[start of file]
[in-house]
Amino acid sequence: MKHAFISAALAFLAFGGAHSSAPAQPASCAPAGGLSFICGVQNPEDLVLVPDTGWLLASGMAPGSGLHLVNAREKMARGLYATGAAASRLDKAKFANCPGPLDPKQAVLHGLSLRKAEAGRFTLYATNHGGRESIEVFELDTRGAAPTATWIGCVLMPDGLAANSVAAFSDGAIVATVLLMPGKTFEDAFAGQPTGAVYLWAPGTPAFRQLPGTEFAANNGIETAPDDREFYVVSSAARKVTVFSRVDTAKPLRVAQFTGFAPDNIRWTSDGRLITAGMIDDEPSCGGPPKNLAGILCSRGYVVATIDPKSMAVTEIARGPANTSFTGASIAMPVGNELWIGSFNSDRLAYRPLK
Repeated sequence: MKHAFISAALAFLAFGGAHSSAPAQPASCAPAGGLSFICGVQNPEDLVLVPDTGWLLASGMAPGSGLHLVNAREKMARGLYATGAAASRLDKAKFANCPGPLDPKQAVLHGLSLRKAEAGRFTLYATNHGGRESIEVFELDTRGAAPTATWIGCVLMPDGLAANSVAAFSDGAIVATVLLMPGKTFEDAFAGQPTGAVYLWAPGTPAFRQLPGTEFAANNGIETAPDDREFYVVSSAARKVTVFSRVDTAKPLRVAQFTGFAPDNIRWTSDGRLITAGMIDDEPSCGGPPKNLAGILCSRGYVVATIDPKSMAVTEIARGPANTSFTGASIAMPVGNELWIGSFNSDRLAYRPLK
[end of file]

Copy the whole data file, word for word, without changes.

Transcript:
[in-house]
Amino acid sequence: MKHAFISAALAFLAFGGAHSSAPAQPASCAPAGGLSFICGVQNPEDLVLVPDTGWLLASGMAPGSGLHLVNAREKMARGLYATGAAASRLDKAKFANCPGPLDPKQAVLHGLSLRKAEAGRFTLYATNHGGRESIEVFELDTRGAAPTATWIGCVLMPDGLAANSVAAFSDGAIVATVLLMPGKTFEDAFAGQPTGAVYLWAPGTPAFRQLPGTEFAANNGIETAPDDREFYVVSSAARKVTVFSRVDTAKPLRVAQFTGFAPDNIRWTSDGRLITAGMIDDEPSCGGPPKNLAGILCSRGYVVATIDPKSMAVTEIARGPANTSFTGASIAMPVGNELWIGSFNSDRLAYRPLK
Repeated sequence: MKHAFISAALAFLAFGGAHSSAPAQPASCAPAGGLSFICGVQNPEDLVLVPDTGWLLASGMAPGSGLHLVNAREKMARGLYATGAAASRLDKAKFANCPGPLDPKQAVLHGLSLRKAEAGRFTLYATNHGGRESIEVFELDTRGAAPTATWIGCVLMPDGLAANSVAAFSDGAIVATVLLMPGKTFEDAFAGQPTGAVYLWAPGTPAFRQLPGTEFAANNGIETAPDDREFYVVSSAARKVTVFSRVDTAKPLRVAQFTGFAPDNIRWTSDGRLITAGMIDDEPSCGGPPKNLAGILCSRGYVVATIDPKSMAVTEIARGPANTSFTGASIAMPVGNELWIGSFNSDRLAYRPLK